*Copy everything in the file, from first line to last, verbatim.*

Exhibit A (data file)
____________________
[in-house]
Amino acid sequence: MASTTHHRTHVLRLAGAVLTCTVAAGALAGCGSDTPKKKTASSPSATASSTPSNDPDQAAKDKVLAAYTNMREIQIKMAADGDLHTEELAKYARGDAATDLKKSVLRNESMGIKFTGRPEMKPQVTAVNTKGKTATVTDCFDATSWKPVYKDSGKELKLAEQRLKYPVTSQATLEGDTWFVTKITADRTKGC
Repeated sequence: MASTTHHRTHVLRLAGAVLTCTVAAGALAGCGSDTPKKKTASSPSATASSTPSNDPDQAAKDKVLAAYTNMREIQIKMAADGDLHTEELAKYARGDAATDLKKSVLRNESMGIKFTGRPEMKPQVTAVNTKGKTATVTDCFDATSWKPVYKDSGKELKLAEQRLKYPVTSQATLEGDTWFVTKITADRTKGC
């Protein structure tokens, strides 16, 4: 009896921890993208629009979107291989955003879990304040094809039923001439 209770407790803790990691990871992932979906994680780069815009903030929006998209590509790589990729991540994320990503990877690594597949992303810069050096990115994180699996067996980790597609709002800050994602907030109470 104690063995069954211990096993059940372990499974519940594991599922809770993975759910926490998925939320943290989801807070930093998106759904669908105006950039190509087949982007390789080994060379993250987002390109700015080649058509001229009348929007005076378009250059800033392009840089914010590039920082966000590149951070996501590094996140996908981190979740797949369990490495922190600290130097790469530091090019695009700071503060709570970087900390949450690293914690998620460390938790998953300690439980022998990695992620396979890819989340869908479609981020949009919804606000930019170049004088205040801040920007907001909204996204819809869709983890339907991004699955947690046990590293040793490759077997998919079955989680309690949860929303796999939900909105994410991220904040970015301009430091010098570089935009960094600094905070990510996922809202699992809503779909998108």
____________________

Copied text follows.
[in-house]
Amino acid sequence: MASTTHHRTHVLRLAGAVLTCTVAAGALAGCGSDTPKKKTASSPSATASSTPSNDPDQAAKDKVLAAYTNMREIQIKMAADGDLHTEELAKYARGDAATDLKKSVLRNESMGIKFTGRPEMKPQVTAVNTKGKTATVTDCFDATSWKPVYKDSGKELKLAEQRLKYPVTSQATLEGDTWFVTKITADRTKGC
Repeated sequence: MASTTHHRTHVLRLAGAVLTCTVAAGALAGCGSDTPKKKTASSPSATASSTPSNDPDQAAKDKVLAAYTNMREIQIKMAADGDLHTEELAKYARGDAATDLKKSVLRNESMGIKFTGRPEMKPQVTAVNTKGKTATVTDCFDATSWKPVYKDSGKELKLAEQRLKYPVTSQATLEGDTWFVTKITADRTKGC
């Protein structure tokens, strides 16, 4: 009896921890993208629009979107291989955003879990304040094809039923001439 209770407790803790990691990871992932979906994680780069815009903030929006998209590509790589990729991540994320990503990877690594597949992303810069050096990115994180699996067996980790597609709002800050994602907030109470 104690063995069954211990096993059940372990499974519940594991599922809770993975759910926490998925939320943290989801807070930093998106759904669908105006950039190509087949982007390789080994060379993250987002390109700015080649058509001229009348929007005076378009250059800033392009840089914010590039920082966000590149951070996501590094996140996908981190979740797949369990490495922190600290130097790469530091090019695009700071503060709570970087900390949450690293914690998620460390938790998953300690439980022998990695992620396979890819989340869908479609981020949009919804606000930019170049004088205040801040920007907001909204996204819809869709983890339907991004699955947690046990590293040793490759077997998919079955989680309690949860929303796999939900909105994410991220904040970015301009430091010098570089935009960094600094905070990510996922809202699992809503779909998108």